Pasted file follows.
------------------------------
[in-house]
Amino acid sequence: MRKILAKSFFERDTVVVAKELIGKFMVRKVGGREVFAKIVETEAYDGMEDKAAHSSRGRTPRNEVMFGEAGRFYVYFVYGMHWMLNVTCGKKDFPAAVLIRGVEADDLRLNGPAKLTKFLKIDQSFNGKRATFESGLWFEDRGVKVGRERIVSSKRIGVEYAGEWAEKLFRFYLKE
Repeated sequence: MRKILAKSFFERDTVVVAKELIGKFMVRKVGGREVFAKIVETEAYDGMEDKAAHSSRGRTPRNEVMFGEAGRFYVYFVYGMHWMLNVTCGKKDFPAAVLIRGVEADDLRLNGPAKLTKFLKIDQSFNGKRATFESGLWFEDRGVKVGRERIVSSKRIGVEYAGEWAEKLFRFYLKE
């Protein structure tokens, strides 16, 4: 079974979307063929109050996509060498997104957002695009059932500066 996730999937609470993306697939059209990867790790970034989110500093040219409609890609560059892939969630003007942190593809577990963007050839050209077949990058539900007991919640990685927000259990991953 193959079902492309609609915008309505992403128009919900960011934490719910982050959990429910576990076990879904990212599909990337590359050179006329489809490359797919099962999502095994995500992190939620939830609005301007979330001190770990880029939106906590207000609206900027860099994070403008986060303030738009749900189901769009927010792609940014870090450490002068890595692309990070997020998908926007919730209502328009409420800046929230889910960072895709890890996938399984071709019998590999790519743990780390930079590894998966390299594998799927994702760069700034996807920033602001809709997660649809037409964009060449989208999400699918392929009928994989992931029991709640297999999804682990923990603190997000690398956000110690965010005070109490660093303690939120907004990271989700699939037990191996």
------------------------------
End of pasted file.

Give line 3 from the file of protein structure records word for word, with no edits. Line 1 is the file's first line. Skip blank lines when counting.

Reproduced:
Repeated sequence: MRKILAKSFFERDTVVVAKELIGKFMVRKVGGREVFAKIVETEAYDGMEDKAAHSSRGRTPRNEVMFGEAGRFYVYFVYGMHWMLNVTCGKKDFPAAVLIRGVEADDLRLNGPAKLTKFLKIDQSFNGKRATFESGLWFEDRGVKVGRERIVSSKRIGVEYAGEWAEKLFRFYLKE